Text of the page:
Rapid in-situ hybridization for dematiaceous fungi using a broad-spectrum oligonucleotide DNA probe

Kathleen T. Montone, Virginia A. Livolsi, Donald C. Lanza, Michael D. Feldman, David W. Kennedy, James Palmer, Alexander G. Chiu, Irving Nachamkin

Research output: Contribution to journalArticlepeer-review

11 Scopus citations


Dematiaceous fungi are a diverse group of "darkly" pigmented fungi, which contain melanin in their cell walls and are commonly found in soil worldwide. Although morphology and histochemical stains may aid identification in tissue sections, these means for species identification are not specific. In-situ hybridization (ISH) for abundant fungal rRNA sequences may provide a means for detecting dematiaceous fungi. In this study, a 24-base synthetic biotin-labeled oligonucleotide probe targeting rRNA sequences of a variety of dematiaceous fungi was developed. This probe was tested on a cohort of 29 patients with culture-proven cases of dematiaceous fungal-associated rhinosinusitis (26 allergic fungal sinusitis, 2 fungal ball, and 1 acute invasive fungal sinusitis). Fungal cultures were positive for Alternaria species (10), Bipolaris species (5), Curvularia species (10), Cladosporium species (1), Scedosporium prolificans (1), Scopulariopsis species (1), and dematiaceous species, not otherwise specific (1). ISH showed positivity in fungal organisms in 24 of 29 specimens. ISH was negative in culture-proven examples of Rhizopus species, Aspergillus species, Fusarium species, Paecilomyces species, Histoplasmosis capsulatum, Candida species, and Blastomyces dermatitidis. ISH with a dematiaceous-specific fungal probe may be useful for differentiating dematiaceous fungi from other filamentous fungi in tissues, particularly those responsible for fungal rhinosinusitis.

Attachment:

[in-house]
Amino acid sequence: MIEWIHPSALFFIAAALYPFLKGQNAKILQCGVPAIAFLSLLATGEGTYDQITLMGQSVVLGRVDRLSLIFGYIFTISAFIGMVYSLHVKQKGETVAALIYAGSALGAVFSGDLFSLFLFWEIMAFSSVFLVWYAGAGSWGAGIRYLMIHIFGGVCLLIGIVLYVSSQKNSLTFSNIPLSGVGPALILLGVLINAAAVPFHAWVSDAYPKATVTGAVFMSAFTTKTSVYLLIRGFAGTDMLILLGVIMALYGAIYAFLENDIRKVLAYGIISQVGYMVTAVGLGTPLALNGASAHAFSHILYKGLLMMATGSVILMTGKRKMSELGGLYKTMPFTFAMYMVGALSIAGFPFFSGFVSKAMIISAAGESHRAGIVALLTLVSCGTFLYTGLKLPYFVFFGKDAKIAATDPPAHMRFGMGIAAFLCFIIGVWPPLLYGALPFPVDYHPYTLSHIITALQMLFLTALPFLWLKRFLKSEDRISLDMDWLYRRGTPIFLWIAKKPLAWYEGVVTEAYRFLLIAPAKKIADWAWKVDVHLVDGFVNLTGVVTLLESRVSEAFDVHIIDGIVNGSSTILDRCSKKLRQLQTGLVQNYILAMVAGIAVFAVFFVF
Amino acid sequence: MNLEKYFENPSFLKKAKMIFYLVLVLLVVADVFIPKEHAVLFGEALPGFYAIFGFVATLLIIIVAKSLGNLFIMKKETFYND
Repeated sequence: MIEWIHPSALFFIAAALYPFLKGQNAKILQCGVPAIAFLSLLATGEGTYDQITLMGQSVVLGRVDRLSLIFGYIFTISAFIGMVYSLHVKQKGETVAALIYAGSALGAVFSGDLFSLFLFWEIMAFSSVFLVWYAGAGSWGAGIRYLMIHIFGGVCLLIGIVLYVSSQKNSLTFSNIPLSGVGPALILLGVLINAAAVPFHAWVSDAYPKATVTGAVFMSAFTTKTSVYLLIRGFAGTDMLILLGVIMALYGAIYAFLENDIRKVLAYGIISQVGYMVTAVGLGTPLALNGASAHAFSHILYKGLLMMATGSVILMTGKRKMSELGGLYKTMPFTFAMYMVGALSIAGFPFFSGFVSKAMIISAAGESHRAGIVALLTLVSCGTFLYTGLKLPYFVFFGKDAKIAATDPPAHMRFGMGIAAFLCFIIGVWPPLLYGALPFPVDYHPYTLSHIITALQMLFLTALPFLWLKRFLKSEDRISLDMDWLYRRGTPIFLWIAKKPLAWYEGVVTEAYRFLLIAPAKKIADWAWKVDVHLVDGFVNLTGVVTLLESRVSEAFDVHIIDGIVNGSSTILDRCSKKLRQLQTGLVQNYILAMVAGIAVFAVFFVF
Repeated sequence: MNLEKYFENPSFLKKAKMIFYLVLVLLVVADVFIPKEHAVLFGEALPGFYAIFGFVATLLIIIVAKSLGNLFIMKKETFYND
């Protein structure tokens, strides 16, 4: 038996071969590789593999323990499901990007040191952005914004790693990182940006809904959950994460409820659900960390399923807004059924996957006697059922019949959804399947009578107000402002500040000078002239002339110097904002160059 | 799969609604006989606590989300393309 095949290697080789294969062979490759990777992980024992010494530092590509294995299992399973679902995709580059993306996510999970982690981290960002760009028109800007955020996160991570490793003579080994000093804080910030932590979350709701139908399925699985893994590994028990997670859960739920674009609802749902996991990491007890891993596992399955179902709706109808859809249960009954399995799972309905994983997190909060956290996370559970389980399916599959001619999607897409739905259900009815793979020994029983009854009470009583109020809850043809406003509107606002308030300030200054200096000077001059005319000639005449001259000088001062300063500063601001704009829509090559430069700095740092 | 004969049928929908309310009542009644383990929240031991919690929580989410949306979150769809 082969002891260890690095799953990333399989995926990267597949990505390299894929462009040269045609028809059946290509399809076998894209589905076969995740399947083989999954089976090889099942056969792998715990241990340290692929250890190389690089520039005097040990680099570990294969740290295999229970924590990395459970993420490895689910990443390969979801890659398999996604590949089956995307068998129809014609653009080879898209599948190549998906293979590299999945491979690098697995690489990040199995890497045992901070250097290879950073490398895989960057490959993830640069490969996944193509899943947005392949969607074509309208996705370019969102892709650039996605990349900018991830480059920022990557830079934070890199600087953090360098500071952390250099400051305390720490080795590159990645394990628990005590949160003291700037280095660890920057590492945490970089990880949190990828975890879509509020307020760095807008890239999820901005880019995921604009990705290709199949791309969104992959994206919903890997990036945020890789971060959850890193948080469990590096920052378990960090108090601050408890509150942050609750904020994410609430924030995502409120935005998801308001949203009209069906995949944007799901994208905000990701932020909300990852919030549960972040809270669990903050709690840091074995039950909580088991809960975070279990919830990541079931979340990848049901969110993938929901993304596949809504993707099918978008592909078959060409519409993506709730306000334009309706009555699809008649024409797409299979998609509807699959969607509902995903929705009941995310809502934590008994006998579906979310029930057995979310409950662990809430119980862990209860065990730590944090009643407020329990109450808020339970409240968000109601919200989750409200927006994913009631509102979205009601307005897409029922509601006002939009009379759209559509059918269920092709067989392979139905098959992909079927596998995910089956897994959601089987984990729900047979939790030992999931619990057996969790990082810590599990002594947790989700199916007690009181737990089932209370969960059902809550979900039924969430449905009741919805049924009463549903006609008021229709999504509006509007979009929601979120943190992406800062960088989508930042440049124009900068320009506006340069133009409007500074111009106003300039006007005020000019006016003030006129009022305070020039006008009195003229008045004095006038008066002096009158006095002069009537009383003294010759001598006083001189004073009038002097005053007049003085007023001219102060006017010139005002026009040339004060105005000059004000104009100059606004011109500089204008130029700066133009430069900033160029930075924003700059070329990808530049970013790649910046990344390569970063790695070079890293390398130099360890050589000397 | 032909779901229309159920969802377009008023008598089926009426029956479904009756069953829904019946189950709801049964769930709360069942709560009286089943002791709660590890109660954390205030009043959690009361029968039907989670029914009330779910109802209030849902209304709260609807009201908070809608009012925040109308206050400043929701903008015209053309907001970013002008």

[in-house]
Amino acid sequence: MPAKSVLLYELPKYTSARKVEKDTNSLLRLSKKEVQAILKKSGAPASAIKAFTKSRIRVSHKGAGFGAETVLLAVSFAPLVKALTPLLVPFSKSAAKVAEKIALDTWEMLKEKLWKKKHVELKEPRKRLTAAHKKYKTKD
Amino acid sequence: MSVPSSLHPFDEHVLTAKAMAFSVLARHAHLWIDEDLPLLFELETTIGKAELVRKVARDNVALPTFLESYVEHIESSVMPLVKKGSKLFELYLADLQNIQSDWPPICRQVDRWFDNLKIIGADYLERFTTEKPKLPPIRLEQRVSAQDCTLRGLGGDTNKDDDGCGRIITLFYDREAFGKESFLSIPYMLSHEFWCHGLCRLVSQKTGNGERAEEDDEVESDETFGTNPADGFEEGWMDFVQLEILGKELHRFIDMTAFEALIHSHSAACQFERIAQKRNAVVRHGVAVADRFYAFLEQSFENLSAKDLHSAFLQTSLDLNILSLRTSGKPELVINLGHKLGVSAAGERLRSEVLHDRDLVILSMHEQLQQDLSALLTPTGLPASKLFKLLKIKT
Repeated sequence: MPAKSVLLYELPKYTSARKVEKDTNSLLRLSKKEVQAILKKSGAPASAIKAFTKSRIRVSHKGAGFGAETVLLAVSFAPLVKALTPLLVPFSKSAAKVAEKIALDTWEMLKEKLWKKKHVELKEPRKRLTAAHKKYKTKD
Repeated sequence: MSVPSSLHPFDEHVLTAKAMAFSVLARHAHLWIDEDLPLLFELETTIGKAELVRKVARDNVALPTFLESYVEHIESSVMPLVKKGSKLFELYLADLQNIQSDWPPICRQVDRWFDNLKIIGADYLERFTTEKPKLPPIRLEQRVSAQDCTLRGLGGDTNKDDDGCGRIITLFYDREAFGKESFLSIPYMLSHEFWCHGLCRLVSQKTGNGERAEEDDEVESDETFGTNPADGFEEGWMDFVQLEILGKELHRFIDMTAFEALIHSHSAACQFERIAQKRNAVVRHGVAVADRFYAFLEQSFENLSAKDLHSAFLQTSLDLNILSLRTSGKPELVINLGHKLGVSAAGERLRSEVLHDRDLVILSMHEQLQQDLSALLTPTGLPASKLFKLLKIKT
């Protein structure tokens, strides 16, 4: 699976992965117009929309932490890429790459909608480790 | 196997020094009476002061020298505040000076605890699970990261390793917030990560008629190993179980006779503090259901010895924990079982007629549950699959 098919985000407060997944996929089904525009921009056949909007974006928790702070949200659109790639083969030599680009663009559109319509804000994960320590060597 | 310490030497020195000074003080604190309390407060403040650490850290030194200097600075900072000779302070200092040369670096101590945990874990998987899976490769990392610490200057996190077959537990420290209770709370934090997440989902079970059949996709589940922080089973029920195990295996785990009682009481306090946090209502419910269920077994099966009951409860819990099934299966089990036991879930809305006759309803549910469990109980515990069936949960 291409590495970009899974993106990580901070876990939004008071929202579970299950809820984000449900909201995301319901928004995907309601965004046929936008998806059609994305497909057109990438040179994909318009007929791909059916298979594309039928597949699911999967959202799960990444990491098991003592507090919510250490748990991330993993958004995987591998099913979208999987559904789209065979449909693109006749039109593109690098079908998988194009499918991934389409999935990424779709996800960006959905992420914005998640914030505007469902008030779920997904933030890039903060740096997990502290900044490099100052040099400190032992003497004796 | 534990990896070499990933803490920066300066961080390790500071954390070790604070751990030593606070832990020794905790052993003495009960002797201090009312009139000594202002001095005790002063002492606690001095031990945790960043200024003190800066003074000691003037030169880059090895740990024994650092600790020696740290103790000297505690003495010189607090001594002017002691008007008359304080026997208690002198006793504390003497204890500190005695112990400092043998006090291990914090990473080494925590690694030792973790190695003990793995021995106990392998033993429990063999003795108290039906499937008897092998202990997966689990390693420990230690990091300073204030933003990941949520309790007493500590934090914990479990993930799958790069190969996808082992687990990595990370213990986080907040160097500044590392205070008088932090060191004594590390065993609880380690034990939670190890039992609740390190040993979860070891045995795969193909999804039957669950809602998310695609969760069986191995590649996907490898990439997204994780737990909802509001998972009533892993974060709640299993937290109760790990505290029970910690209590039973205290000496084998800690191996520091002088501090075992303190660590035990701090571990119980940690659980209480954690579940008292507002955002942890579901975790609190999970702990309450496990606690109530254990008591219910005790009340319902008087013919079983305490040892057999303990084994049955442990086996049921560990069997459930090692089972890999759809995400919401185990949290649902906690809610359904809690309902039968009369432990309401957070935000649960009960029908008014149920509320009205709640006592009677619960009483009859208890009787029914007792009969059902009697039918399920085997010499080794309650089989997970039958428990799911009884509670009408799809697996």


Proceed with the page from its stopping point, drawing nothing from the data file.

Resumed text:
Original languageEnglish (US)
Pages (from-to)180-183
Number of pages4
JournalDiagnostic Molecular Pathology
Issue number3
StatePublished - Sep 2011


  • Aspergillus
  • dematiaceous
  • fungi
  • in situ hybridization
  • rRNA

ASJC Scopus subject areas

  • Pathology and Forensic Medicine
  • Molecular Biology
  • Cell Biology


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